THE GHOST PIRATES (1909) – HAPPY HALLOWEEN! Balladeer’s Blog wraps up another Halloween Month with a look at this novella written by William Hope Hodgson. Just a few years ago my review of Hodgson’s 1908 The House on the Borderland closed out October here. That excellent novel was a forerunner of Lovecraftian cosmic horror combined with traditional haunted house elements.
The Ghost Pirates, published a year later, combined haunted ship tales with ghost stories and themes of the living dead emerging from the sea to swell their own ranks with more doomed men. In addition there is some nice theorizing about the veil between the worlds of the living and the dead.
The story begins in turn of the century San Francisco, as a seasoned sailor named Jessop signs onto an outgoing ship called the Mortzestus. When it had arrived in San Francisco all but one member of the officers and crew fled the vessel, refusing to return and even forsaking the pay they would have received for sailing the ship back to its home port in Great Britain.
That sole member of the original crew, Williams, tells Jessop and other new crew members about the ship being haunted and worse, but Jessop, like the other replacement hires, dismisses such claims. Williams seems a bit unnerved and maybe even unhinged by whatever happened on the original journey to San Francisco. He is bitterly obsessed with completing the round trip and collecting his pay despite horrific incidents that he is obviously hiding.
At any rate, the first two weeks of the voyage go by without incident, but just as Jessop and the others have forgotten Williams’ grim accounts supernatural events begin to occur. We get a well-handled slow buildup, although modern readers may wish for a quicker pace.
Ghostly, slithering, sinister humanoid figures with glowing eyes are spotted climbing aboard the Mortzestus. Sails and other workings of the ship begin acting on their own. Soon men are being knocked from the riggings to their death on the deck below. Some are killed by the vaguely glimpsed things from the sea. Others simply disappear.
Jessop, the officers and crew go from skeptical to wary to frightened and ultimately to despairing as they seem trapped by forces beyond their comprehension. Williams was the first to die, taking with him whatever secrets he carried.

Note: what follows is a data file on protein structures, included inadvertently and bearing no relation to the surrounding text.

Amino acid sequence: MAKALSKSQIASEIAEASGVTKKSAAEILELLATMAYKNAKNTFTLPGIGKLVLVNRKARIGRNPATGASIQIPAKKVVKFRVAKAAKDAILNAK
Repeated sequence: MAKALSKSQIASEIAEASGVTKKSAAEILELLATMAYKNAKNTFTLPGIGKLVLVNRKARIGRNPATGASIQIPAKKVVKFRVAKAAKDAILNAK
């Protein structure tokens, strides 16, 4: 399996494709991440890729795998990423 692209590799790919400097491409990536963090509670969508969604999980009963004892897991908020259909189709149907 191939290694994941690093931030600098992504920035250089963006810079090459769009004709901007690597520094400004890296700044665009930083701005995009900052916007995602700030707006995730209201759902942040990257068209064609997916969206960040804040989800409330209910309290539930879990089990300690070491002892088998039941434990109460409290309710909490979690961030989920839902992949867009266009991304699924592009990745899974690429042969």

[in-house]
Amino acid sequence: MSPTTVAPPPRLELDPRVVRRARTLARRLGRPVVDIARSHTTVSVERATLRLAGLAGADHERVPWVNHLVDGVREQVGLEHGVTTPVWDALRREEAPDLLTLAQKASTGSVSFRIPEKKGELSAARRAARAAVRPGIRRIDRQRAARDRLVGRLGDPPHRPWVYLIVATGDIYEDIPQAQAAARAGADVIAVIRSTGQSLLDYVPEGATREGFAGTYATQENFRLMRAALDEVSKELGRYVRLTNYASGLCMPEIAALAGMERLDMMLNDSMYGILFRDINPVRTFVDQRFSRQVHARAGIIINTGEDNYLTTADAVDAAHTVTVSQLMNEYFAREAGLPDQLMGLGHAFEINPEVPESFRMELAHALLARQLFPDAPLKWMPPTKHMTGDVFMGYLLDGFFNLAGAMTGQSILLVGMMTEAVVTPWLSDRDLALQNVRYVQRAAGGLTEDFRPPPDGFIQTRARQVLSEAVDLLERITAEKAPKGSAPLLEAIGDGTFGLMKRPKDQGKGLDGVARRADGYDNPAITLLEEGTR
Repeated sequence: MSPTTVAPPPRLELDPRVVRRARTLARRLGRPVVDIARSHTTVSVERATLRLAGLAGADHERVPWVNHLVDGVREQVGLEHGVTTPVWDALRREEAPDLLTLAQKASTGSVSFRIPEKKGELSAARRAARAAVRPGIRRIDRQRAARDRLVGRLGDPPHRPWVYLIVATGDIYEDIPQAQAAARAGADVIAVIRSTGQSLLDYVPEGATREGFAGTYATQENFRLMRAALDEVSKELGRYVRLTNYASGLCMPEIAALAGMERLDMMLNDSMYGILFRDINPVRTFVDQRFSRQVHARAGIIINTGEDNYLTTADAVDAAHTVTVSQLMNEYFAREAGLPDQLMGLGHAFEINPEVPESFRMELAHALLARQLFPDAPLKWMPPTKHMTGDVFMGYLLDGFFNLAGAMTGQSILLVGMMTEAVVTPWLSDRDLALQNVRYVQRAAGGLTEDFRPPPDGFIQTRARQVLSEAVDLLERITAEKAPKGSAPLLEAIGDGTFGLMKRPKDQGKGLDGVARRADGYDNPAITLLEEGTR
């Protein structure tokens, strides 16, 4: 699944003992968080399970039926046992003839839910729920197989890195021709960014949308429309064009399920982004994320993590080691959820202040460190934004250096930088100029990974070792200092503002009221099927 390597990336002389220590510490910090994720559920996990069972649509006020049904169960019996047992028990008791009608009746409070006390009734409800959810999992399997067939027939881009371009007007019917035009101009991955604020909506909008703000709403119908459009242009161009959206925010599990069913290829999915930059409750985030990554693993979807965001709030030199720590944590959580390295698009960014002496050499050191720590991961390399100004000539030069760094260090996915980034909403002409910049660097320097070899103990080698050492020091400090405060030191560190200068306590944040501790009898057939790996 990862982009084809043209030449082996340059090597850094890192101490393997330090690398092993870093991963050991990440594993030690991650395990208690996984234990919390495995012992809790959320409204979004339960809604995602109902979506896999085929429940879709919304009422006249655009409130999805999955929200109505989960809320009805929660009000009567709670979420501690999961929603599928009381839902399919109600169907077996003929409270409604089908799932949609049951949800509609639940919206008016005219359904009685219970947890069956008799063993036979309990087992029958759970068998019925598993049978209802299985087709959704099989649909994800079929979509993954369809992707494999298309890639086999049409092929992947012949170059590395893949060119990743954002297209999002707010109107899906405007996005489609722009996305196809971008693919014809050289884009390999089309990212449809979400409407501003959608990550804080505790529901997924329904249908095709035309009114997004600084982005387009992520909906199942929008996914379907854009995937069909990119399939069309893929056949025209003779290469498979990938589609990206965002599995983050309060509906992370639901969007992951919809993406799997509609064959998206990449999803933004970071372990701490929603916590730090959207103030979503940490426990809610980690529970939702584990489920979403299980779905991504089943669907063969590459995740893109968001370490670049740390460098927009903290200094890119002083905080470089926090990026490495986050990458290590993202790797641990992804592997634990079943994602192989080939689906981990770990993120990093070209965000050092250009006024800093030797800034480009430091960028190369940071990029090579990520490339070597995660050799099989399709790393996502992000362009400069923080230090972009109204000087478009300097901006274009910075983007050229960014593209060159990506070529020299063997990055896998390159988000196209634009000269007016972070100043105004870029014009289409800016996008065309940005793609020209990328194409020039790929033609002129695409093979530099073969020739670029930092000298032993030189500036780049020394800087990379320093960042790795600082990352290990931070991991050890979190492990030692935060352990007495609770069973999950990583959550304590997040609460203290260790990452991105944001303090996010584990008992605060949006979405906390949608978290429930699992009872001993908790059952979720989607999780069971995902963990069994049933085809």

Odd phenomena like those recounted over the centuries by ships in the Bermuda Triangle occur. Weird mists appear out of nowhere, other ships will be spotted and signaled to but they refuse to signal back, then just disappear. The ship goes strangely off course one time, too.
At length it isn’t just shadowy, ghostly humanoids being glimpsed in the night, a ghostly ship is sighted sailing alongside the Mortzestus BENEATH THE WATERS. This further unnerves the crew as their numbers continue to be whittled down by unexplained “accidents” and by the spectral figures terrorizing the ship.
Before long other ships are spotted beneath the waves, adding to the crew’s despair and their feelings that they are being toyed with like a mouse by a cat. In the end the mist completely engulfs the Mortzestus and one of the ghost ships emerges from the sea, in a manner like Davy Jones’ ship in the Pirates of the Caribbean films.
The Mortzestus is overrun by the ghost pirates in their solid, sea-slimed forms and the remaining crew members are slaughtered. All but Jessop, that is, who manages to avoid the undead pirates and escape the ship before it is dragged beneath the waves by the pirate ship.
Jessop is rescued by the crew of a nearby vessel called the Sangier, a ship whose crew tells him they were nearby the whole time but apparently could not be seen or heard by anyone on the Mortzestus. Because the men of the Sangier could hear the screams of the dying men on board Jessop’s original ship, his account is believed by the men who saved him.
Not that they’ll allow any of it into the ship’s official log. They inform Jessop that a rationalized account of the Mortzestus merely sinking from being unseaworthy will be entered into the records. Jessop understands, but chillingly wonders how many other ships are keeping such events out of their onboard logs. And how many other supposed “sinkings” are really the work of supernatural forces.
The Ghost Pirates is good, but unfortunately, nowhere near the level of The House on the Borderland. It is also much less daring and seems like it should have come first, before Hodgins grew comfortable enough with penning the unearthly horrors of some of his other works.
Overall, the novella seems like a partial inspiration for the kind of terror that John Carpenter was going for in The Fog. The book’s clinging mist and the nature of the threat being undead pirates makes me lean that way.
Sadly, The Ghost Pirates with its methodical pace would likely seem outdated and dull for many readers.
HERE ARE LINKS TO SOME OF THE OTHER PAST OCTOBER 31st BLOG POSTS FROM BALLADEER’S BLOG: